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Does The Epic Ruling Open The Door For Apple’s Competition?
by Daniel Newman | September 23, 2021
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Recently a U.S. District judge issued an injunction prohibiting Apple’s App Store from stopping developers from sending users to alternative payment options outside of the App Store. For a case that has been closely watched by many, this was a win for the so-called little guy. But will this really impact Apple all that much? Asked another way, from a marketing standpoint, are Android devices and other competitors (are there even?) suddenly more attractive? Let’s dive into the details of the Epic ruling and what this means for Apple’s marketing position.

The Big Themes from the Epic Games Case

The battle between the gaming company Epic Games and Apple started when Epic added the ability for Fortnite users to make in-app purchases through an in-app payment system that bypassed the App Store and eliminated Apple’s ability to collect its standard 30% commission. Apple claimed this violated the terms of their agreement and removed Fortnite from the App Store. Epic claimed that this was anticompetitive behavior and limited developers options — this can be considered the primary impetus for the lawsuit that Epic ultimately filed.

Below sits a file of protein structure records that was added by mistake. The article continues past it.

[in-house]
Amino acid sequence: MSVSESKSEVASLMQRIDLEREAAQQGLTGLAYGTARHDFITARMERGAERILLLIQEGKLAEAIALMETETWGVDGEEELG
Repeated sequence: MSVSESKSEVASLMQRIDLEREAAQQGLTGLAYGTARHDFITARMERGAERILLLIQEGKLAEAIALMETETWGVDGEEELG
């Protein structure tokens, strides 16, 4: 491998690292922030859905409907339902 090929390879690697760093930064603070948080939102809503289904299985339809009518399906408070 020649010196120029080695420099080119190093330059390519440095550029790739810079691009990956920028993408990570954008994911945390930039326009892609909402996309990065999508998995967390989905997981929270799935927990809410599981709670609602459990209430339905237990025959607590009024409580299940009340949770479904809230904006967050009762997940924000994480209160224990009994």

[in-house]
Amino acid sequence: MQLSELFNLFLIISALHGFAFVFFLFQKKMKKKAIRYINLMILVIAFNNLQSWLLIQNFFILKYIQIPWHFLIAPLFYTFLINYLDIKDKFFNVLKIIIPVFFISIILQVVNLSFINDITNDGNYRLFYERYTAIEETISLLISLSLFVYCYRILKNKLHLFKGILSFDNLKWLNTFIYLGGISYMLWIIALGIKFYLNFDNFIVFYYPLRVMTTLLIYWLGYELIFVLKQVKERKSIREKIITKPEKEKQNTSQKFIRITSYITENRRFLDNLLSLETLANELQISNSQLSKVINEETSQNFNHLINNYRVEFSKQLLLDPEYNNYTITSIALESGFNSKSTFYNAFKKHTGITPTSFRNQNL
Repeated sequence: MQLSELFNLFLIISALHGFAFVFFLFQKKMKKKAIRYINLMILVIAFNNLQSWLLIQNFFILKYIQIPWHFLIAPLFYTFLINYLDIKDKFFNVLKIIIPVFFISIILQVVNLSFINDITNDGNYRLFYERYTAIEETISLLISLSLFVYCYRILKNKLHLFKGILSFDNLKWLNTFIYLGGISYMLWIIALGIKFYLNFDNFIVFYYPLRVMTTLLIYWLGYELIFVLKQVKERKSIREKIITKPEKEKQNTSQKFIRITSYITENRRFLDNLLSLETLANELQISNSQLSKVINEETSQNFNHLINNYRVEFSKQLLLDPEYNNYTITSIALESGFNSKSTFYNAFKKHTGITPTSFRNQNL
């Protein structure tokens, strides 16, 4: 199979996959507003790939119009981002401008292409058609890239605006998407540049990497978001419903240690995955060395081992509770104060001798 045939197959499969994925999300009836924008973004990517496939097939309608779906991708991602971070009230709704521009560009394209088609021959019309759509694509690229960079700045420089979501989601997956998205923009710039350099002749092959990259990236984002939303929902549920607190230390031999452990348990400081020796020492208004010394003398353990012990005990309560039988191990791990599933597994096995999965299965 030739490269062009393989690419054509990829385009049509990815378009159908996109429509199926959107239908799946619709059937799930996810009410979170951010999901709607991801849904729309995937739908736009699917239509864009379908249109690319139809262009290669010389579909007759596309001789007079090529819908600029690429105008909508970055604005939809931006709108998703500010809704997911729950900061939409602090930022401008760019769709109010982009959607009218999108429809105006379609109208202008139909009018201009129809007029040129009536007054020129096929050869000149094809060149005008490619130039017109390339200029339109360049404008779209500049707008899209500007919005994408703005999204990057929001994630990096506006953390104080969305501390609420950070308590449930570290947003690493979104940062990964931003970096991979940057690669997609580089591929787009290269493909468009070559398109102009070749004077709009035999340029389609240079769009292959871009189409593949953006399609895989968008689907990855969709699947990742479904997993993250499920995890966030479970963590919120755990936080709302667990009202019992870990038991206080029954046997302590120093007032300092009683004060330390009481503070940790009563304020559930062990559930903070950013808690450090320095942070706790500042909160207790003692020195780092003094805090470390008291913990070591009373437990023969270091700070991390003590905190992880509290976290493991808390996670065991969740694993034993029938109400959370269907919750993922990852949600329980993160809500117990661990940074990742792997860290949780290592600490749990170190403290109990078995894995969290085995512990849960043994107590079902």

While the ruling of the case is definitely making headlines, the judge avoided making a wide ruling that would impact the ecosystem of the App Store entirely. The ruling is narrow and only impacts mobile gaming — for now. If you haven’t had a chance to fully digest the ruling and would like a more in-depth breakdown of the case, you can read our analysis following last week’s ruling or listen to our Six Five Podcast on Callin.